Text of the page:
Mumbai University- The Next Step
Shruti Parmar reflects on what’s missing in the education we receive.
For being one of the first Universities to be set-up in India and also one that counts Lokmanya Tilak and Dr. B. R. Ambedkar amongst its alumni, the University of Mumbai is as prestigious as it can get. And yet, it is not rare to hear when here in Mumbai, a buzz of complaints against the system of education that’s being propagated within this University. From technical bureaucracy to a lack of motivation, the larger philosophy of education needs a re-haul in Mumbai. We need a University belief system that would make students think twice before they say that the “standard of education is much better abroad.” Here are some inside-the-classroom changes that conversations with teachers and students bring to the fore-front and are the building blocks of what we can call better education.
The most common grouse from students is that the teaching methodology in Colleges here is outdated. Although some teachers may utilize a combination of multi-media & technology, like videos and presentations and discussion forums to make classes more participative and interesting, students are mostly left at the mercy of their luck of having a good teacher. Centralising basic teaching tools of the 21st century, where teacher training in innovative teaching tools is assured and constructive feedback from students redressed is an urgent requirement for the system. This inspiration of an education that is in keeping with the pace of the world can greatly enhance the memory, impact and utility of the subject material.
This also ties in with the hierarchical notion of teaching that we have, where students and their opinions and ideas are not always respected or encouraged in our classrooms. This is what makes most students passive and often uncaring receivers of knowledge. It is also a reason why most students are less confident of themselves in the long run and muddled with queries and ideas that could have been discussed and implemented had the opportunity for deliberation been provided. C.S Lewis once said, “The task of the modern educator is not to cut down jungles, but to irrigate deserts.” In an information age where facts are easily available to everyone, the role of education has definitely shifted to motivate the best use of that knowledge from an early age. A more practical application of theory must be at the centre of classes to increase the relevance of subjects and provide context for students about their role in society. The University may create an award grant system for innovation from students within every subject area. This can bring out creativity that is crucial for the betterment of the student and the subject itself as it changes one’s outlook towards learning and motivates research when one sees education in action.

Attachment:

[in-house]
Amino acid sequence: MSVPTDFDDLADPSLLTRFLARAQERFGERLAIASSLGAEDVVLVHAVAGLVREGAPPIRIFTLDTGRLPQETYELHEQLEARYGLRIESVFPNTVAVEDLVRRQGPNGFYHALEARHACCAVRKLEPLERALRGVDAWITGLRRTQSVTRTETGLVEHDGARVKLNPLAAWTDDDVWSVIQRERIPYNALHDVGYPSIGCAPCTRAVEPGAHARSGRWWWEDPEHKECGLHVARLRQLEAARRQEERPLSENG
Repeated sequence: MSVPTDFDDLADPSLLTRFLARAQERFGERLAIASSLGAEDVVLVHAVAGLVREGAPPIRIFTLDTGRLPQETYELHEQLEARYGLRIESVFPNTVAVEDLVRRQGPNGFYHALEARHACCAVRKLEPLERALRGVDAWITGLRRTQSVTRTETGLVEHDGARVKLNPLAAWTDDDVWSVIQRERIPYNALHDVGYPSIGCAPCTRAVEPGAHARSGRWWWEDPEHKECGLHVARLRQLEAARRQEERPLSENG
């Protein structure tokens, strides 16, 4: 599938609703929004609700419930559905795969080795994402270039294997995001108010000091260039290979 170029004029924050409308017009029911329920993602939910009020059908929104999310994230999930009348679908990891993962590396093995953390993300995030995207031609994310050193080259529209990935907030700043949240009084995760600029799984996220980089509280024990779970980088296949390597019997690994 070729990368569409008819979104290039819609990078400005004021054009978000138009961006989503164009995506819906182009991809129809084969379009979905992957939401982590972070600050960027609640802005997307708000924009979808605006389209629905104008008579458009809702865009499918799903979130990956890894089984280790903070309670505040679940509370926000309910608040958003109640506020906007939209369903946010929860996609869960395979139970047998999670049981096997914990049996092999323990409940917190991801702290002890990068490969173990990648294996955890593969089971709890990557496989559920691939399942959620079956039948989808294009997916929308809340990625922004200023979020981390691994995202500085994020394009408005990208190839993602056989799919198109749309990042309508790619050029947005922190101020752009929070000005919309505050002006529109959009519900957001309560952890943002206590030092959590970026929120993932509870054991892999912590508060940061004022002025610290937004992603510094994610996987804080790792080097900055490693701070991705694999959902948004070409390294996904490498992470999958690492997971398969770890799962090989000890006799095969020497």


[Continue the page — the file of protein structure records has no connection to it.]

And of course, students need to take some responsibility as well. There is only growing competition in the world but one cannot afford to lose sight of all the social, economic and political challenges and opportunities for our generation. Having the opportunity of studying in Mumbai is a great exposure and it must be enough inspiration for us to be active and to make the most of our education and make ourselves valuable citizens to the world. With the tools of technology, we have no excuse.
The University can encourage collaboration within students of various Colleges even on social media platforms to share knowledge and strengthen the community of teachers and students it educates.
In a nation known for the importance it places on qualified citizens, the University of Mumbai has the heritage, prestige, influence and ability that is capable of shaping the best quality of education in the world. The administration, faculty and students of MU must therefore work towards this important objective and be enthused in their function just as Albert Einstein perfectly sums up the philosophy when he says, “Teaching should be such that what is offered is perceived as a valuable gift and not as hard duty. Never regard study as duty but as the enviable opportunity to learn to know the liberating influence of beauty in the realm of the spirit for your own personal joy and to the profit of the community to which your later work belongs.”